Neighbours star digs himself a hole in ‘ignorant’ interview about gay character
A straight actor who plays a gay character on Neighbours has been derided over comments about flamboyant gay characters.
Australian actor Matt Wilson, who is straight in real life, plays gay Neighbours character Aaron Brennan on the long-running soap.
Appearing on TV show The Wright Stuff, Wilson was asked about taking on the role as a straight man – and managed to dig himself into a deeper and deeper hole with pretty much every word.
He said: “There’s a lot of people saying, why don’t you get a gay person to play a gay character?
“But it’s like saying, why don’t you get someone in a wheelchair to play a character in a wheelchair?”, he continued, apparently unaware of the lack of visible disabled people on TV.
— WayneDavid ️ (@WayneDavid81) June 29, 2017
The actor then went on to claim that it was important he had the role so that the character could “act straight” and “normal”, hitting out at “flamboyant” gay characters.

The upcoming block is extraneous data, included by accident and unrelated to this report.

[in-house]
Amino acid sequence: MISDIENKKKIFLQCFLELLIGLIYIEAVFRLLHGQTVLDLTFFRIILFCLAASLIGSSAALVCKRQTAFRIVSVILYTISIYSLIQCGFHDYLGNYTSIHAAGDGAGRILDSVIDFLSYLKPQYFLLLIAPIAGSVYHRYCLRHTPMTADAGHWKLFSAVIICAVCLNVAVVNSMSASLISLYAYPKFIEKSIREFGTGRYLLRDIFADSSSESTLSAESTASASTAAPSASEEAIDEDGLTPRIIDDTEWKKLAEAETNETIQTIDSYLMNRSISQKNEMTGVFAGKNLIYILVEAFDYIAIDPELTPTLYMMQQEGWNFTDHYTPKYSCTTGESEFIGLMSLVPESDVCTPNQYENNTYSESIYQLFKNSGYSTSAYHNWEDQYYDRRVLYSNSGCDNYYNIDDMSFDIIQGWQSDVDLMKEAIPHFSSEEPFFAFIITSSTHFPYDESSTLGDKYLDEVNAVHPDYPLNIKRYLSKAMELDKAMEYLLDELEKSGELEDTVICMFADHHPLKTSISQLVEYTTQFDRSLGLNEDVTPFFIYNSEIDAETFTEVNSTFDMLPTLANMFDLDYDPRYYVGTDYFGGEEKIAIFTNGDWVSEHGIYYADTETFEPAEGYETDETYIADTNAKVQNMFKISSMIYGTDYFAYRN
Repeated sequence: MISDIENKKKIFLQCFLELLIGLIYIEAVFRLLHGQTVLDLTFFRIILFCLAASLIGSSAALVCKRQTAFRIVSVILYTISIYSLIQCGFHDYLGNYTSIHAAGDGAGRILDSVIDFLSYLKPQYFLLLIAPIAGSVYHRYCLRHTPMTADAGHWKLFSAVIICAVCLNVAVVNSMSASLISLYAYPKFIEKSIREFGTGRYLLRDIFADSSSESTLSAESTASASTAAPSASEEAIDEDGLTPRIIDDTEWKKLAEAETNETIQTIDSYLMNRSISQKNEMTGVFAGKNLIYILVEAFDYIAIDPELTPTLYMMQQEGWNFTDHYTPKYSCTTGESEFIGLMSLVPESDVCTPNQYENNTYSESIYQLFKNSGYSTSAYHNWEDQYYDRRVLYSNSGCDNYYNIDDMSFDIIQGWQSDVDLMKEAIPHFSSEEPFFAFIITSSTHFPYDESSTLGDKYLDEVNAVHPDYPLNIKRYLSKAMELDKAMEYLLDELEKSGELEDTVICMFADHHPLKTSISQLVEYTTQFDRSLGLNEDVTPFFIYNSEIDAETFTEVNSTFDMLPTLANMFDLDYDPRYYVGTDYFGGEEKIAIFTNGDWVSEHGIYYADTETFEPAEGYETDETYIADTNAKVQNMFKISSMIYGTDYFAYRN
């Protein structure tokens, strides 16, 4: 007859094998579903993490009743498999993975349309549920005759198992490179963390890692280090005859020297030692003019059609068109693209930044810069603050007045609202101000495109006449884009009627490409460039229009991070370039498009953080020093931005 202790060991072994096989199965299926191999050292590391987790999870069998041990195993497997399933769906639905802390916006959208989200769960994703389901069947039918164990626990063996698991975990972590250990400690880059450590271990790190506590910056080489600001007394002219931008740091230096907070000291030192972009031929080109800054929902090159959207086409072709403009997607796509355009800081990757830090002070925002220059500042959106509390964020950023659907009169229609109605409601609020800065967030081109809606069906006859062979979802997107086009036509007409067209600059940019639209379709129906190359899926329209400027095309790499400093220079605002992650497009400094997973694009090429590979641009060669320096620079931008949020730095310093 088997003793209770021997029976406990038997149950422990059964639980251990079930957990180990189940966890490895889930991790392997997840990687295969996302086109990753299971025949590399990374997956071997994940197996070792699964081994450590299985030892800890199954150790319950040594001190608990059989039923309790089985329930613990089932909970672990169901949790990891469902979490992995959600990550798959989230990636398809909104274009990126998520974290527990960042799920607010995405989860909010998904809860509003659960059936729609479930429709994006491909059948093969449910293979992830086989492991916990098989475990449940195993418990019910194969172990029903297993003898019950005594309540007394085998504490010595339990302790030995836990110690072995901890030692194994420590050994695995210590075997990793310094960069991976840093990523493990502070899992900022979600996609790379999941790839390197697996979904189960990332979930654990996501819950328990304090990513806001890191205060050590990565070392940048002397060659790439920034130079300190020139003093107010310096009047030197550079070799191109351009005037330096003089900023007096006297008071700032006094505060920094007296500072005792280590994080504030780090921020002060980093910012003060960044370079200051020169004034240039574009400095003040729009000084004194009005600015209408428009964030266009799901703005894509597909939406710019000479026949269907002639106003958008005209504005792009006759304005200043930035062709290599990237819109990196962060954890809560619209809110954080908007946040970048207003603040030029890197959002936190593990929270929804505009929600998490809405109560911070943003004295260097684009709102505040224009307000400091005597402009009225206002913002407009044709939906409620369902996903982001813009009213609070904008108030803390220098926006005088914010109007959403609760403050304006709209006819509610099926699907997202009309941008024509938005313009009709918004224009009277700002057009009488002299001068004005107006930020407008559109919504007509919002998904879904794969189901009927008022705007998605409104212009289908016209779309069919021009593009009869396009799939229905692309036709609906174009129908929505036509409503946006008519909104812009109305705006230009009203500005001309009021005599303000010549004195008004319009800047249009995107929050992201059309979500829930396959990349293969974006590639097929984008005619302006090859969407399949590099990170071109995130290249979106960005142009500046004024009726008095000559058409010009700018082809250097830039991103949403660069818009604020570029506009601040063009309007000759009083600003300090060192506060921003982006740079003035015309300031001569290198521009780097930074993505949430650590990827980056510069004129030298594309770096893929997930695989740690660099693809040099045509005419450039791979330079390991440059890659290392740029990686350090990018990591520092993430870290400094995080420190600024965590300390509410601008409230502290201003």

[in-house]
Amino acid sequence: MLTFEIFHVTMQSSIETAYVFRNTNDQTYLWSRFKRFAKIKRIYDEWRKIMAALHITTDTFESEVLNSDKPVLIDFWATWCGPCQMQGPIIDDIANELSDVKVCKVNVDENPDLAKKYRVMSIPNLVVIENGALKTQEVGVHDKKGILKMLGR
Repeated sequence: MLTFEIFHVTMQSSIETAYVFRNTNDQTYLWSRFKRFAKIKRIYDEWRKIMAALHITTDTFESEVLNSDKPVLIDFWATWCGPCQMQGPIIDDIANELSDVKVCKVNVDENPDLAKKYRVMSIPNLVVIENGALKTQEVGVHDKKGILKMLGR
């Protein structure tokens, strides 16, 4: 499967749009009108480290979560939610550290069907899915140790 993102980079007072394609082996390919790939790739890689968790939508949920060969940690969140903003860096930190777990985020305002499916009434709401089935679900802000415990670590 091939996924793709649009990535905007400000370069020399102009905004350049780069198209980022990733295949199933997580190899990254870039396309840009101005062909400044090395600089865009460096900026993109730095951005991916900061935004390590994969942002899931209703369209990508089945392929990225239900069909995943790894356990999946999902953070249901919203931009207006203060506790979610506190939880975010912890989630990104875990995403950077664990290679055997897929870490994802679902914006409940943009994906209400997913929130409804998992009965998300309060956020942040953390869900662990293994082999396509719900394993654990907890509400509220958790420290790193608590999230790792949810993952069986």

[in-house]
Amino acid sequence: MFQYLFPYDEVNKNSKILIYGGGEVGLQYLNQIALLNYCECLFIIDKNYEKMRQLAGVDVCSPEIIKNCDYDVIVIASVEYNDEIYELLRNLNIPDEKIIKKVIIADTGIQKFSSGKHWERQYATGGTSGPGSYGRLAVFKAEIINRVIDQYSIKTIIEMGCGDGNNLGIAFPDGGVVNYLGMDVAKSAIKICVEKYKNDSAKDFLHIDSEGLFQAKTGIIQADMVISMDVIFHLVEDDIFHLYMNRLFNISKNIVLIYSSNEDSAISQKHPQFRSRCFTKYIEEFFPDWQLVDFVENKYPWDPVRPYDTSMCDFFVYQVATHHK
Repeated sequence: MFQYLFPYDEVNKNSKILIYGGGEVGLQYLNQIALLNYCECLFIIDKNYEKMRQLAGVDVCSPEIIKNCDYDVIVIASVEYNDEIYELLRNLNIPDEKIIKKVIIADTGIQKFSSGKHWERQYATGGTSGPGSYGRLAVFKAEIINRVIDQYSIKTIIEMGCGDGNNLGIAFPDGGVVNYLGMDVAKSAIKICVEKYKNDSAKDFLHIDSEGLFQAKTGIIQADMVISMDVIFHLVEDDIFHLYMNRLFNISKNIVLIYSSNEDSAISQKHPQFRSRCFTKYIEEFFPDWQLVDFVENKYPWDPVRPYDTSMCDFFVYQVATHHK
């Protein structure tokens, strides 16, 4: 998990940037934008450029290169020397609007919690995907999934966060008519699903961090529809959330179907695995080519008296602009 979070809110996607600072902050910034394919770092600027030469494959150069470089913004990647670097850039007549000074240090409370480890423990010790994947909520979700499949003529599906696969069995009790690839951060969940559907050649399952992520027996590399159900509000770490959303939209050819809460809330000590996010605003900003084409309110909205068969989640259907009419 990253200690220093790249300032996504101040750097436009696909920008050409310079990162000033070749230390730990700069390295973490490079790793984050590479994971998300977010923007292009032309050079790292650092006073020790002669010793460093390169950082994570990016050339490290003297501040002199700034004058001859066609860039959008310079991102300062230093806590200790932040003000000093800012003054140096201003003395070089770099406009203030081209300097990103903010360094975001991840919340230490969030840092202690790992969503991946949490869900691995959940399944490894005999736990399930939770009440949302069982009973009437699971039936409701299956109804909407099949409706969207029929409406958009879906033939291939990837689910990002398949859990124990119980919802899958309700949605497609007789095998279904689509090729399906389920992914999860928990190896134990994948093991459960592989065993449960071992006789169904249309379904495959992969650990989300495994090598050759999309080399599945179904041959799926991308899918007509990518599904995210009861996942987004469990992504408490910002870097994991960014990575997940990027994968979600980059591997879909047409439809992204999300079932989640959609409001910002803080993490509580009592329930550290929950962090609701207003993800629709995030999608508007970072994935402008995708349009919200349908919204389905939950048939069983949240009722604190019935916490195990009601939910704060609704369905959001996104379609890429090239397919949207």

He said: “I think it’s quite important we are expressing this in a way that we’ve specifically designed the character to act straight and act normal.
“When I say normal, I mean he doesn’t stand out amongst the crowd.
“It’s not like the guys on Modern Family, you see them and they’re flamboyant and camp and walk around tip-toeing… that creates separation. It’s us and them, it shouldn’t be like that, it should be all, like, equal, and nobody should have a problem with that.
“The way the other characters react around my character is that there’s never a problem, so we’re setting a standard. We’re not going out and saying we’re doing what we’re doing.”
Many Twitter users took exception to his suggestions that effeminate men are not “normal”, should not be portrayed on TV, and “create separation”.
Ironically, had a gay actor played the role they probably wouldn’t have dug themselves such a deep hole with such ignorant comments.
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Wilson has since apologised for his remarks.
He explained: “Choice of words wasn’t right and apologies if it comes across as offensive.
“The message I want to get across (and this is in support of one of my closest friends as he is having issues coming out) that he sick and tired of people assuming that because his sexuality is different to the guy next to him that they ‘expected him to act different’.
“This isn’t the case, and shouldn’t be preached on TV.
“Once again – apologies for offending you, I trust you can see through this and see we are promoting the same msg.”